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Related to hadrosaurid: Hadrosaurs


Any of various herbivorous ornithischian dinosaurs of the family Hadrosauridae of the Cretaceous Period, having a broad toothless beak, numerous teeth in the back of the jaw, a stiff tail, and sometimes a crest on the head. Also called duckbill, duck-billed dinosaur, hadrosaur.

[From New Latin Hadrosauridae, family name, from Hadrosaurus, type genus; see hadrosaurus.]

had′ro·saur′id adj.
American Heritage® Dictionary of the English Language, Fifth Edition. Copyright © 2016 by Houghton Mifflin Harcourt Publishing Company. Published by Houghton Mifflin Harcourt Publishing Company. All rights reserved.
References in periodicals archive ?
Research in the 1990s revealed an arched nasal crest thought to be distinctive of the hadrosaurid Gryposaurus.
In the 1990s, researchers found an arched nasal crest previously associated with another dinosaur, the hadrosaurid Gryposaurusand.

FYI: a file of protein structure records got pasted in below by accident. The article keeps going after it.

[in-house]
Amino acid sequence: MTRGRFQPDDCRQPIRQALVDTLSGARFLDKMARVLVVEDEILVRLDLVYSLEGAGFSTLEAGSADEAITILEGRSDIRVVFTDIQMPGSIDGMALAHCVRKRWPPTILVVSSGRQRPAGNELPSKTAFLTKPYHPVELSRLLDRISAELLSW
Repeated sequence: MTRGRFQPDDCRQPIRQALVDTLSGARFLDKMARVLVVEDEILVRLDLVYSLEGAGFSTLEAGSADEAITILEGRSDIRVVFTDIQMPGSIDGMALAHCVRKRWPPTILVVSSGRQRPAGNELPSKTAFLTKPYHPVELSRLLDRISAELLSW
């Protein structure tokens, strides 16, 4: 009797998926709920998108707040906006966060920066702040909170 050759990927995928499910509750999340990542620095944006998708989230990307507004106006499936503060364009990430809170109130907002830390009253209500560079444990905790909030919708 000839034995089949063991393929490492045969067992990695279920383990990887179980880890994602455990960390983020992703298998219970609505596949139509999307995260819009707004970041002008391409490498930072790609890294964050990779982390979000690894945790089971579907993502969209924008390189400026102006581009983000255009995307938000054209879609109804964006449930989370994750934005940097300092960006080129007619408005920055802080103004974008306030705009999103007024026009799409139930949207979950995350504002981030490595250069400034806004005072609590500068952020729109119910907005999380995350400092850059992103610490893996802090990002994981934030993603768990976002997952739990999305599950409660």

A hadrosaurid vertebra was recovered during a palynological survey of the Upper Cretaceous Kanguk Formation in the eastern Canadian Arctic.
Detailed study of the skeleton of "Joe" identified it as the most complete specimen yet known for Parasaurolophus (pronounced PAIR-uh-SORE-AH-luf-us), a duck-billed (hadrosaurid) dinosaur that lived throughout western North America around 75 million years ago.
Woodbine outcrops along Bear Creek near the south entrance to Dallas-Fort Worth International Airport have produced crocodilian, theropod, nodosaurid and hadrosaurid remains (Lee 1997).
Today I'm enquiring about a 90m-year-old Hadrosaurid Egg from China.
This finding has confused him because evidence suggests that hypacrosaurs and other members of the hadrosaurid family apparently nurtured their young.
The sheer number of teeth gave the hadrosaurid, a plant-eating dinosaur, the ability to chew on abrasive plants.
A Hadrosaurid (Dinosauria: Ornithischia) from the Late Cretaceous (Campanian) Kanguk Formation of Axel Heiberg Island, Nunavut, Canada and Its Ecological and Geographical Implications.
The pair discovered tooth marks on a femur bone from a Champsosaurus, an aquatic reptile that grew up to five feet long; the rib of a dinosaur, most likely a hadrosaurid or ceratopsid; the femur of another large dinosaur that was likely an ornithischian; and a lower jaw bone from a small marsupial.